During the past five years the Ramsar Convention has given very high priority to the question of synergies with the other biodiversity-related conventions that in some way or another have also a role to play in relation to wetland resources, which are many, including the three UNCED-related Conventions [editor: CBD, CCD, UNFCCC], the regional seas conventions, CITES, CMS, World Heritage, and others. We strongly believe that the conventions have to work in harmony in order to achieve their respective goals, which may seem to be different but which at the end of day converge in the quest of a sustainable planet for human survival with decent conditions for all. We also must cooperate to alleviate the burden of the government agencies and their officers who have to implement the treaties at the field level, in particular in the case of the developing countries and countries in transition. By alleviating their burden, we will also contribute to a more rapid achievement of each convention’s goals and the collective central goal that I just referred to.

For this very motive we have welcomed all attempts to bring the conventions to work together, in particular UNEP’s attempts, including those of UNEP-WCMC, but also those of other institutions such as the UNU. But we consider that those efforts have been, so far, too timid. Possibly because, as is no secret, and in spite of the UN General Assembly resolution that emphasized the importance of UNEP’s role in this area, for a number of reasons UNEP has found resistance in pursuing this role, and as a consequence, to a large extent, the conventions are still operating in a dispersed manner.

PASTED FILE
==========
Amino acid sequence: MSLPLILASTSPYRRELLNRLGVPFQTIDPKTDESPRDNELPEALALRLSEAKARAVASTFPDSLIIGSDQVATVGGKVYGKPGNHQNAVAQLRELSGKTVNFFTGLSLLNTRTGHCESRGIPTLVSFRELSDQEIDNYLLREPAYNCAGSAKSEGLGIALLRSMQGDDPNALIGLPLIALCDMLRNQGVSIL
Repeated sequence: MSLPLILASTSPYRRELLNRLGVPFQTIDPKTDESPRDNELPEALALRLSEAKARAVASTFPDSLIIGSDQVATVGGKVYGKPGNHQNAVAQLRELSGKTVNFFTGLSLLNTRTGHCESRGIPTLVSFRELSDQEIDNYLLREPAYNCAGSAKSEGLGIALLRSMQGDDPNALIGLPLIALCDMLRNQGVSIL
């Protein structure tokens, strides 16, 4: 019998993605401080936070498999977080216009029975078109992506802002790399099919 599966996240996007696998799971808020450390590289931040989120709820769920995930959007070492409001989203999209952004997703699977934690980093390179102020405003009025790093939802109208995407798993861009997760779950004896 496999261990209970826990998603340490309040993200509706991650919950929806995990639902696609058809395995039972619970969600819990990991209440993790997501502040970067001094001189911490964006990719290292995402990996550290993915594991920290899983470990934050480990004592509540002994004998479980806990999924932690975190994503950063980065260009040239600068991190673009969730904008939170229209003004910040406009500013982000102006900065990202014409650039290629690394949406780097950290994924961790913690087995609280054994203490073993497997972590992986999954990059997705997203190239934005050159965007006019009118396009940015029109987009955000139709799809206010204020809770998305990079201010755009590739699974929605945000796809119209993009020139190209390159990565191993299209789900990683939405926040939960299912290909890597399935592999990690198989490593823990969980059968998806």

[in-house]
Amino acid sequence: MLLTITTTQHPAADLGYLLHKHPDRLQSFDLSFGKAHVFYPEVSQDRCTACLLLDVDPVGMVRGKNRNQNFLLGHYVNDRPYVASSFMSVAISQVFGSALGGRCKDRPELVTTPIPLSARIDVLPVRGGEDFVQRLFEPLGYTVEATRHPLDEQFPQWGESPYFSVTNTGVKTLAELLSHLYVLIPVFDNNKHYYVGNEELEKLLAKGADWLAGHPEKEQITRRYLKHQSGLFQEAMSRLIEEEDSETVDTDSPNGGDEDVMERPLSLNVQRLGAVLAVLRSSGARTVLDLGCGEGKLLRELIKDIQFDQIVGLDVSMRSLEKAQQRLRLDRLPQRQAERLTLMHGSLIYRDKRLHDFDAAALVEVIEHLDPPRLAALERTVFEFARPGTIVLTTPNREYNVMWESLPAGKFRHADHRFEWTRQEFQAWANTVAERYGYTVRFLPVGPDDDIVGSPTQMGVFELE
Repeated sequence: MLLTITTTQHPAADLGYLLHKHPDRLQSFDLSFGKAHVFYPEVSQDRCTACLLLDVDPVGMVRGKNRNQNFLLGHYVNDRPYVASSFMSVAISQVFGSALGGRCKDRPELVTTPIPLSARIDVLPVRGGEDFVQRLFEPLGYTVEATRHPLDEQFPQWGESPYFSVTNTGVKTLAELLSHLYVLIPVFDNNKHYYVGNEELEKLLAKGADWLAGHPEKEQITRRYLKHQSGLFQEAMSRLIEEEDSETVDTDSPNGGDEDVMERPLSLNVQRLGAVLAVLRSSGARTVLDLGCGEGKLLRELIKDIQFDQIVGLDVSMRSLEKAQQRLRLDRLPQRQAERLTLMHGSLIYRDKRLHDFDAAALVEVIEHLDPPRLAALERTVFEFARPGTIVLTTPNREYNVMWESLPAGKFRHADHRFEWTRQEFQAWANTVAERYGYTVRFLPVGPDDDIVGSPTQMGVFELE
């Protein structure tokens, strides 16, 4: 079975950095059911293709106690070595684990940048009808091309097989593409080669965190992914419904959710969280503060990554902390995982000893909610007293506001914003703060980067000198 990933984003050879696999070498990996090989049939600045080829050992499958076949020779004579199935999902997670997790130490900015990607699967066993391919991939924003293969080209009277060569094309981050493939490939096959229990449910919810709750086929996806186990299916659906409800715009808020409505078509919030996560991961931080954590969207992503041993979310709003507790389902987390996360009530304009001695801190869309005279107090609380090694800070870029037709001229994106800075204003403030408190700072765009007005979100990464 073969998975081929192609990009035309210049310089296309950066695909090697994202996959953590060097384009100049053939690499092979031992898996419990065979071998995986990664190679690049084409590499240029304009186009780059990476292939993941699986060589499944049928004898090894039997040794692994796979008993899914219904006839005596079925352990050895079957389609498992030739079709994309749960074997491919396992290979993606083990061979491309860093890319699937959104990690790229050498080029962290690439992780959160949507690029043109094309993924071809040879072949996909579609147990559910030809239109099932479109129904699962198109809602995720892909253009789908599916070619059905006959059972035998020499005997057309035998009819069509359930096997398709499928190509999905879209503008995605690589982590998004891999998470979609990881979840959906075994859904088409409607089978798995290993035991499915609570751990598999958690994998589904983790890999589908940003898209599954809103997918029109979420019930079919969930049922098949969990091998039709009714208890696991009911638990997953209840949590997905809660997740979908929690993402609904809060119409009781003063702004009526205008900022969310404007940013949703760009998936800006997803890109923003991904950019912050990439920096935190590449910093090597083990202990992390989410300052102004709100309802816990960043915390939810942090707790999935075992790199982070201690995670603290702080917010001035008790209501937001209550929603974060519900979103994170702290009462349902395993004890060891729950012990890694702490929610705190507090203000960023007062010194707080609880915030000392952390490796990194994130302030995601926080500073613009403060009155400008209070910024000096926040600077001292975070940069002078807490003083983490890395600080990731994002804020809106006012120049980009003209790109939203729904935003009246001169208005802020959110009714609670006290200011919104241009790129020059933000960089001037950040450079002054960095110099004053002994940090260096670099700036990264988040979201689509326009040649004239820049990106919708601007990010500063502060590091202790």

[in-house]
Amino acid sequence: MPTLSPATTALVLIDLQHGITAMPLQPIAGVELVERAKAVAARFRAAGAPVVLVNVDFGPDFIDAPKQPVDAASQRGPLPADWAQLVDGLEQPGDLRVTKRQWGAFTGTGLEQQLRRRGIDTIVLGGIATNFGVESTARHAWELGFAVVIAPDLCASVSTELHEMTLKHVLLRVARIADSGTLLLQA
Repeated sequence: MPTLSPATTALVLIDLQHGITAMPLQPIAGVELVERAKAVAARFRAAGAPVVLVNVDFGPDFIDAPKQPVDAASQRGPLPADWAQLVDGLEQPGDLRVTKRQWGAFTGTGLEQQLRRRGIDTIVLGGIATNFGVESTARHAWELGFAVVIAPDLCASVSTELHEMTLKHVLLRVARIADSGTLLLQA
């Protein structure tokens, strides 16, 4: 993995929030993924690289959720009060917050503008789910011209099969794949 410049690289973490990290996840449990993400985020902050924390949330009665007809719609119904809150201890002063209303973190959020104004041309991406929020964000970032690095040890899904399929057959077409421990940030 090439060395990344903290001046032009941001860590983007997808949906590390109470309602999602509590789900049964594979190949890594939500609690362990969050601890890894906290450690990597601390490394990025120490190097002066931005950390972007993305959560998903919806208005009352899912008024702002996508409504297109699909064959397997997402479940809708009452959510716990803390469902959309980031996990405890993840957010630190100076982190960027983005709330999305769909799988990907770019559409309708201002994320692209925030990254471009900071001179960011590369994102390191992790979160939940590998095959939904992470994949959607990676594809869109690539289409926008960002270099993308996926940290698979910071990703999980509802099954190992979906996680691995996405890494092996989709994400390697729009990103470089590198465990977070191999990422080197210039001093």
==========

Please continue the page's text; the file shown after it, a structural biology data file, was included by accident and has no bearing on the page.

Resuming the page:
I respectfully invite the Governing Council to take on board the recommendation put forward by the Indian delegation, asking for an in-depth study of the true prospects for synergies and of the existing bottlenecks, in particular as they affect the developing countries. In my view this study should be action-oriented, should contemplate the different clusters of the environmental and environment-related conventions, should be done in full consultation with them, should include the issue of the existing financial and technology transfer mechanisms in support of the conventions, and should analyze in an open, transparent and candid manner the internal and external reasons that have generated resistance to UNEP’s coordinating and supporting role vis-à-vis the conventions.